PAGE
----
Tornado : go to a basement. if you do not have a basement, go into a bathroom (or any other small room without windows) and put a mattress over your head to protect yourself from flying debris. the reason the bathroom is safe is because 1. it has plumbing in that area which holds down that area and 2 most bathrooms don't have windows.
Hurricane : stay inside. if you go outside you will be pounded by debris and flood waters. stay inside an area like a bathroom. the plumbing will hold down that area and that means that it will not get blown away. also have supplies like canned food and bottled water. stay away from windows also. if the windows break, you will be cut by glass and debris will start flying in from that opening.
hope i helped!!!!!!!!!!
Tornado and Hurricane safety?
what are some good tornado and hurricane safety stuff we should do ( i live in florida)
Leave the area if its catalogues 2,3,4,5 no if ands or butts there will be big to colossal damage and you could even lose your life!
Stay if its only a depression, tropical storm, or catalogue 1. There will be little to no damage in these storm forces. But bord your windows, put sand bags in front of entrances, and have plenty food/water!
Get in interior room/basment and put something over your neck! Also have a radio for updates!00
- Hurricane Safety.
Know your home's vulnerability to storm surge, flooding and wind.
Locate a safe room or the safest areas in your home for each hurricane hazard. In certain circumstances the safest areas may not be your home but within your community.
Determine escape routes from your home and places to meet. These should be measured in tens of miles rather than hundreds of miles.
Have an out-of-state friend as a family contact, so all your family members have a single point of contact.
Make a plan now for what to do with your pets if you need to evacuate.
Post emergency telephone numbers by your phones and make sure your children know how and when to call 911.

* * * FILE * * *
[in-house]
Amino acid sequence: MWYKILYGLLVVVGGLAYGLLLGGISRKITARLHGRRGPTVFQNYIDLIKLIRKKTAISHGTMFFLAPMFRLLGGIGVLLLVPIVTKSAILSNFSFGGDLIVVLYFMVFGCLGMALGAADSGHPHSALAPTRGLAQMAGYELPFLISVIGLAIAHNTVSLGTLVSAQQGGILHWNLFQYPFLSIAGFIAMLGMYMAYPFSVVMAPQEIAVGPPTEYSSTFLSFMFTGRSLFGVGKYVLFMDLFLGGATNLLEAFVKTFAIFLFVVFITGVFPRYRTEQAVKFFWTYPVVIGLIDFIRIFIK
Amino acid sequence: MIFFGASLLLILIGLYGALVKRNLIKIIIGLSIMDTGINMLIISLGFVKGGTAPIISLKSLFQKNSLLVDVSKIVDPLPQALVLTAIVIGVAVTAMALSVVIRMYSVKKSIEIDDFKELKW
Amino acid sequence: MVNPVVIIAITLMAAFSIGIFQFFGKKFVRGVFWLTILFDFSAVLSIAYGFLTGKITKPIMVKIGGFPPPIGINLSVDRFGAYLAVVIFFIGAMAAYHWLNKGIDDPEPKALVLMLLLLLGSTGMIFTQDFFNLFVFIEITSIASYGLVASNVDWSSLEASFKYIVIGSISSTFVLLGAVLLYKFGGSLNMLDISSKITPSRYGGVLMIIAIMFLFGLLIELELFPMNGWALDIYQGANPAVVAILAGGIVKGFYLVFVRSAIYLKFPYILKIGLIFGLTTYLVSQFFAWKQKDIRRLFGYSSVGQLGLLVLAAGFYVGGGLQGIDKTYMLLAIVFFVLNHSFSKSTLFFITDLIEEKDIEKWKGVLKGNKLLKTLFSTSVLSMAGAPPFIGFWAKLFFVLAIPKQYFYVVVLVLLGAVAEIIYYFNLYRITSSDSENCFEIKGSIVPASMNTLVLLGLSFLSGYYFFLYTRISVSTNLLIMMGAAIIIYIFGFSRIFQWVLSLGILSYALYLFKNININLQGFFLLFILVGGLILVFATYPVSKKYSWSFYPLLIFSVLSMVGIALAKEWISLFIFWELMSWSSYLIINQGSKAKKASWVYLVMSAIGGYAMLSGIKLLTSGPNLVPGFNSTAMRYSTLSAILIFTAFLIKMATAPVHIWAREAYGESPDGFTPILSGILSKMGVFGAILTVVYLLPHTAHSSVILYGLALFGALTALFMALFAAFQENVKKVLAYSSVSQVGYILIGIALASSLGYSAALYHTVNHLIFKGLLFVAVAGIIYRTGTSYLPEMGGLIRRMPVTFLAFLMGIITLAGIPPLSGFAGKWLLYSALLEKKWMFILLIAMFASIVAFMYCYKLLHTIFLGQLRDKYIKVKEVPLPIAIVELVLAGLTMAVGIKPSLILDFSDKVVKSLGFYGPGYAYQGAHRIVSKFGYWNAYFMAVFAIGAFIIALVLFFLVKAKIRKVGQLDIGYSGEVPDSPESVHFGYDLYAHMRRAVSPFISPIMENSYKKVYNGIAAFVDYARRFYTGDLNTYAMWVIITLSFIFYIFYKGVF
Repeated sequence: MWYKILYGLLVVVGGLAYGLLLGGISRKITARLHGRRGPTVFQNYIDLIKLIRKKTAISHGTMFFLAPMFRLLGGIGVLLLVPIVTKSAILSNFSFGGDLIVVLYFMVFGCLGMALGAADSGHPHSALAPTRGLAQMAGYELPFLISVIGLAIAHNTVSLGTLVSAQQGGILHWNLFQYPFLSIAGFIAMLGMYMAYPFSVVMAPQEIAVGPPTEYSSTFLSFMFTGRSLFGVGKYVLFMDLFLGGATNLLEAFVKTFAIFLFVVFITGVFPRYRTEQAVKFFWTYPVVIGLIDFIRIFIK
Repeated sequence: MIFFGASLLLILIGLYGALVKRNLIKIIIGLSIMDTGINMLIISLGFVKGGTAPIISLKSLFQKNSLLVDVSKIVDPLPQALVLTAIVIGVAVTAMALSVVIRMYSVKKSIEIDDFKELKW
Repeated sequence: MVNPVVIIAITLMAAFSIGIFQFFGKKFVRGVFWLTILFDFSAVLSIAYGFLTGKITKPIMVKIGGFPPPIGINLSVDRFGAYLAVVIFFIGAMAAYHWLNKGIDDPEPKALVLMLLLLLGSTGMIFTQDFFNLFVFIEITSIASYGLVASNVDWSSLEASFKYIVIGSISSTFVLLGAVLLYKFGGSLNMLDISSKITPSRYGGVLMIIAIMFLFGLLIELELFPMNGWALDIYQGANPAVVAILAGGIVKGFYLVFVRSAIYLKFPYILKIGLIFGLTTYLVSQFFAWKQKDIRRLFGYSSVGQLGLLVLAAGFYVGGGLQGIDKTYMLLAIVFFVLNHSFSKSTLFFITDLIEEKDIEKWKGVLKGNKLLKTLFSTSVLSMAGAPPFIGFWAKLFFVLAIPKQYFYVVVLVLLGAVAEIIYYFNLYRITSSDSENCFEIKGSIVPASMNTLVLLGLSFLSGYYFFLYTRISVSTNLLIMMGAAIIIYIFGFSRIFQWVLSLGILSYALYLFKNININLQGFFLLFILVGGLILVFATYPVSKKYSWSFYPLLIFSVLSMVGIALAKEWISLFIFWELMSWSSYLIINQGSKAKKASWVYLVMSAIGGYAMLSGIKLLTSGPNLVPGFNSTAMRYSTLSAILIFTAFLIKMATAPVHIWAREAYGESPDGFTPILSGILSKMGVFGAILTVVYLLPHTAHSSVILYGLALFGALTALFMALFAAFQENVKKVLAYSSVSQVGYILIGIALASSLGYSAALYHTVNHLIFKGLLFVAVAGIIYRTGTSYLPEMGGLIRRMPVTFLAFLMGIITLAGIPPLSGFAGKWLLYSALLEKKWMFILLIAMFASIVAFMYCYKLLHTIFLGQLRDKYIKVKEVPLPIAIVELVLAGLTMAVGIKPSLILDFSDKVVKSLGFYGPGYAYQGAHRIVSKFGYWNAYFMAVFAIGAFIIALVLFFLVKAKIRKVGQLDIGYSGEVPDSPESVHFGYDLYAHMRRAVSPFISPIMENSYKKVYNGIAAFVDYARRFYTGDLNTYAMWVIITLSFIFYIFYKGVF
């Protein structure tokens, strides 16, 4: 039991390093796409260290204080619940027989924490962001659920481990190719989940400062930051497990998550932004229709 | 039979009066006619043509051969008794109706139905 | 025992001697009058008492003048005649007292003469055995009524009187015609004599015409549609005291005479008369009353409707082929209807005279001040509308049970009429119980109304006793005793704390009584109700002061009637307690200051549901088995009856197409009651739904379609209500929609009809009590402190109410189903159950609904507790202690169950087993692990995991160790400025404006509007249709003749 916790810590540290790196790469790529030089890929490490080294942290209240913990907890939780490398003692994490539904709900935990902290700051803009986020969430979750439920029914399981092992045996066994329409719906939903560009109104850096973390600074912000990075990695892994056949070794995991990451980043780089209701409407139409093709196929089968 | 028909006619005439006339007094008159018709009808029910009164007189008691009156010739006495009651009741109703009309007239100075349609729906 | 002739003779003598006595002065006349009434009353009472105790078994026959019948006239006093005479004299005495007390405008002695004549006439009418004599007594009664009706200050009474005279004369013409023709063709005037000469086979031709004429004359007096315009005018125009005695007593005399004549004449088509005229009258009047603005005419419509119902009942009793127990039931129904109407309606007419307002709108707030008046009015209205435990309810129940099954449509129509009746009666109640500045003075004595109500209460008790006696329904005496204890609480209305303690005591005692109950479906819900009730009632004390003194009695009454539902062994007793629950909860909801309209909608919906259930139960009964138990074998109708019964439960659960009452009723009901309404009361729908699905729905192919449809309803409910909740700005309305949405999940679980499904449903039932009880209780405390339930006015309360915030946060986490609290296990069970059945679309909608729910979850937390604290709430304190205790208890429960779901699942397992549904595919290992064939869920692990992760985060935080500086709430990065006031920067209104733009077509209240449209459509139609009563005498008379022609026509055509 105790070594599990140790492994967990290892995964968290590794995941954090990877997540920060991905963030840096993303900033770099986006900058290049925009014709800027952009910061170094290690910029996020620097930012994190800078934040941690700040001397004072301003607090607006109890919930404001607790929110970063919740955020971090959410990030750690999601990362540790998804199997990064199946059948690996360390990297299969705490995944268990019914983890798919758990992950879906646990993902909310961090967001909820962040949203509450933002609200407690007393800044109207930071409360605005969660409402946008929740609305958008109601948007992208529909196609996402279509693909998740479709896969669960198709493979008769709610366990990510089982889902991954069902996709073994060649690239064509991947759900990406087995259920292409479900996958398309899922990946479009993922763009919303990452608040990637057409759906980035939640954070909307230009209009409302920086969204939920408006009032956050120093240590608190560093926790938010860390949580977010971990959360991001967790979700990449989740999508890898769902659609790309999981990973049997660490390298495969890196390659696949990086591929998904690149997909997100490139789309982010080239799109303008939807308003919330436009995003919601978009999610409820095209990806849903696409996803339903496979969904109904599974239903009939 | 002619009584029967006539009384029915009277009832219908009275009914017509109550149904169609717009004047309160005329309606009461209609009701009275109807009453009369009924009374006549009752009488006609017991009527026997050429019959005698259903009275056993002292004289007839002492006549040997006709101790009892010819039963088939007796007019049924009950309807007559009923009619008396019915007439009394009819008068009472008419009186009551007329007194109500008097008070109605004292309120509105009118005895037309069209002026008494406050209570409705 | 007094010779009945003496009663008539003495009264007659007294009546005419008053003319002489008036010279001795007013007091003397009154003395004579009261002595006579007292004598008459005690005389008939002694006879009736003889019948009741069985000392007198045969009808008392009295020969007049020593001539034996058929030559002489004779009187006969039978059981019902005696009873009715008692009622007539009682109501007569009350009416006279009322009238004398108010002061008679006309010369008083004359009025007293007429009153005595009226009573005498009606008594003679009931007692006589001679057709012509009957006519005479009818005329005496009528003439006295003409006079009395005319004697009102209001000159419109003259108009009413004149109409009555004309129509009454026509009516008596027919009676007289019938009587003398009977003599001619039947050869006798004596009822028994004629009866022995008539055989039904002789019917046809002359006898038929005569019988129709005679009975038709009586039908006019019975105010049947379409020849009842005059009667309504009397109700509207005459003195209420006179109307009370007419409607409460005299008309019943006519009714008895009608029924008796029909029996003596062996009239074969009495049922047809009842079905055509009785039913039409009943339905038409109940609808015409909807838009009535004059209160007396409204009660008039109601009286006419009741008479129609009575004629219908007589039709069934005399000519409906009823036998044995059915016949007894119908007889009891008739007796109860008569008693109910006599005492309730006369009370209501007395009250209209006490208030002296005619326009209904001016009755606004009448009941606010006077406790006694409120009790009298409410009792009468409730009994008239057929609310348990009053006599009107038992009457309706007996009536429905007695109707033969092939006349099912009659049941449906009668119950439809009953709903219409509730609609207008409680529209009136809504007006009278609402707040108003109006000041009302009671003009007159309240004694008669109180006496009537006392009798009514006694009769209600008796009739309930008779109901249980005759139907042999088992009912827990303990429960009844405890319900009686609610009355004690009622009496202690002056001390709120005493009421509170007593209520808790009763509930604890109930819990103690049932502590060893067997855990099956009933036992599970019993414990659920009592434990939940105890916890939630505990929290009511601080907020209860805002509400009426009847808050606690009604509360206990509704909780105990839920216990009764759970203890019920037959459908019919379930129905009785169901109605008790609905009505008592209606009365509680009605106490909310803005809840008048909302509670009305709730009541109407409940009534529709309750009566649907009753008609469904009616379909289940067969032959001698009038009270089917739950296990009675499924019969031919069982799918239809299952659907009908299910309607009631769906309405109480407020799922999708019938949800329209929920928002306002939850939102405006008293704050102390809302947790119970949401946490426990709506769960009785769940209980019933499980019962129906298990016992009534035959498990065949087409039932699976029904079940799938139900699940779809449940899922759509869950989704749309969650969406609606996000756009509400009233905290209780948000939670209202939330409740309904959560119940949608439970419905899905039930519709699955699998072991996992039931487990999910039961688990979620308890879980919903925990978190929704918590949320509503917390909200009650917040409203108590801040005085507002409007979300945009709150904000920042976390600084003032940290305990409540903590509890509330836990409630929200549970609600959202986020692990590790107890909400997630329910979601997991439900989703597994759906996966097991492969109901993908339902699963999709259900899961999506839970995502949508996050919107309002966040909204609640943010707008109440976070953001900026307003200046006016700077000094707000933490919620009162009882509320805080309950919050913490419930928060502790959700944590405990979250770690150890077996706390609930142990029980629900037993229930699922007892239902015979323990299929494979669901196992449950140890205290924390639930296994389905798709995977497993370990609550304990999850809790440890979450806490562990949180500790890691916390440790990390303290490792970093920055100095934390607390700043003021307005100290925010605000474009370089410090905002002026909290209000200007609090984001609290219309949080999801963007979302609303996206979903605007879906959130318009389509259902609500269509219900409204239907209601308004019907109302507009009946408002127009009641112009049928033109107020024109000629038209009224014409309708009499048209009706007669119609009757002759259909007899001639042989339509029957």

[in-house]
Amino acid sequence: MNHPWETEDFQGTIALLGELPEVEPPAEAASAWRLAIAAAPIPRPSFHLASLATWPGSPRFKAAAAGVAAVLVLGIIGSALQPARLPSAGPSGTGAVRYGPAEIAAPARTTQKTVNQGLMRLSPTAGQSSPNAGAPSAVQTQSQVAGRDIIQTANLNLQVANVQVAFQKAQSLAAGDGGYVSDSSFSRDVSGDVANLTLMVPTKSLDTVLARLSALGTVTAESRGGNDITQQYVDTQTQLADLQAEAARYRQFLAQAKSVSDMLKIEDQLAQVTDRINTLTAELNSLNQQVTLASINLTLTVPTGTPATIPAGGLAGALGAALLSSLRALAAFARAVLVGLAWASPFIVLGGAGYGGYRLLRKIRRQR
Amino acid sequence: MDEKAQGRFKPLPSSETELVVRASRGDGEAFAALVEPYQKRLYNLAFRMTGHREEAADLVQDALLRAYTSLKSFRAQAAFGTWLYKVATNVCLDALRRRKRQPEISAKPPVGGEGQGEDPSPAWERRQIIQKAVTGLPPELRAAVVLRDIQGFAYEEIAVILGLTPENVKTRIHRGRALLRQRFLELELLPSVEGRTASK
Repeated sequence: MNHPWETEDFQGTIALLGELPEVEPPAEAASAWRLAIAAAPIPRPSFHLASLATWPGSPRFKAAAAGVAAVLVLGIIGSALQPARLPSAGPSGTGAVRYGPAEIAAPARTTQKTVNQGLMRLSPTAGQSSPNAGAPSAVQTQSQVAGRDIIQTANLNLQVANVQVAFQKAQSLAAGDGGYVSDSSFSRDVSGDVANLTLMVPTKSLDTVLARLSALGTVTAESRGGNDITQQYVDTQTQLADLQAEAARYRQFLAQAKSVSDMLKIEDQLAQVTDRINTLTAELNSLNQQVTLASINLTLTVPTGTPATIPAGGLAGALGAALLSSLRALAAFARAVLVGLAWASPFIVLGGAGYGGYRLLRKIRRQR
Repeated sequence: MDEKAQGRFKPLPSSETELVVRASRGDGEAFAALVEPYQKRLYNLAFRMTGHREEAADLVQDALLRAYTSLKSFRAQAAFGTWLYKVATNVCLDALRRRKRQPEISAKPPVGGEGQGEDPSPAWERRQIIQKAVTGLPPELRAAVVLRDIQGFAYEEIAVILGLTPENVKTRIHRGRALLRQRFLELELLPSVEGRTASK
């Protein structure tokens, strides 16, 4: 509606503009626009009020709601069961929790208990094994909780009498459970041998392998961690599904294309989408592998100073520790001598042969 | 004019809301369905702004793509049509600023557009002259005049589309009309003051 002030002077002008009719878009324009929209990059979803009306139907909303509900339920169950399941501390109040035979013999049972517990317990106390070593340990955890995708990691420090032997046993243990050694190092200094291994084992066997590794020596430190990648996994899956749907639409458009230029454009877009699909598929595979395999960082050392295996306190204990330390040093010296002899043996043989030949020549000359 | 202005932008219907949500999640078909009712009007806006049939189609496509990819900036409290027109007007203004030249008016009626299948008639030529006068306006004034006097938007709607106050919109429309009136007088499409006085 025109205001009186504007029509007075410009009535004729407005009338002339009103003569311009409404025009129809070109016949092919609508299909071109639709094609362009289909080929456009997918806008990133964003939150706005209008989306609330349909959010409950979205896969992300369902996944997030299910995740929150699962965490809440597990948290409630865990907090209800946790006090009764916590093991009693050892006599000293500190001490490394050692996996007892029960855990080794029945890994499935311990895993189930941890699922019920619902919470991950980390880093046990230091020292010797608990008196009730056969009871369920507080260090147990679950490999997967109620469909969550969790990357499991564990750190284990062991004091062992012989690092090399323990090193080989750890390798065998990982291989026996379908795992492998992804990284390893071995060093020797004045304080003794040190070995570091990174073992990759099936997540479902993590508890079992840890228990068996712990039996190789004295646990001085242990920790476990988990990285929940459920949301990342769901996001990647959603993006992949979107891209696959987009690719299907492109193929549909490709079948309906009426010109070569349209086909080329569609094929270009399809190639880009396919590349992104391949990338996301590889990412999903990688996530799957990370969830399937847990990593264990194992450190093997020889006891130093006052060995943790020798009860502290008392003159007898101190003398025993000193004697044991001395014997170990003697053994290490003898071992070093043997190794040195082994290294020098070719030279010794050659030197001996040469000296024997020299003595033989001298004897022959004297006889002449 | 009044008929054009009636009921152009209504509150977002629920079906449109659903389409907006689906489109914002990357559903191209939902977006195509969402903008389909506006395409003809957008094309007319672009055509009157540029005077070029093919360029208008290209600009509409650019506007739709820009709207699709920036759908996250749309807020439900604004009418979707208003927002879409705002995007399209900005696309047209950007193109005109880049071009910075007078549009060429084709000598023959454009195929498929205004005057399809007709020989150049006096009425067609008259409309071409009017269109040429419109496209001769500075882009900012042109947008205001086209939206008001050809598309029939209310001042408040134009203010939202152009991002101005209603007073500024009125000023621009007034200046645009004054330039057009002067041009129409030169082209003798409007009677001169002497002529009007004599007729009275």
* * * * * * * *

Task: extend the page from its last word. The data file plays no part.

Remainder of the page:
Check your insurance coverage - flood damage is not usually covered by homeowners insurance.
Stock non-perishable emergency supplies and a Disaster Supply Kit.
Use a NOAA weather radio. Remember to replace its battery every 6 months, as you do with your smoke detectors. Always Pay close attention on what your local national weather service forecast office issues...as well as the national hurricane center.
Take First Aid, CPR and disaster preparedness classes.
Pay attention to your local forecast for the day to see if severe storm development is possible...Get a Plan together if put under a Tornado watch...and be ready to act (move to lower ground) if put under a Tornado Warning.
Listein to NOAA weather radio for the latest severe weather updates.
Also if you do happen to see a tornado or see any type of severe weather such as large hail...or damaging winds...It would be nice if you passed along your information to your local national weather service forecast office so they have ground truth there is a tornado touchdown...and they can put out warnings besides doppler radar indication that someone has actually spotted a tornado.00
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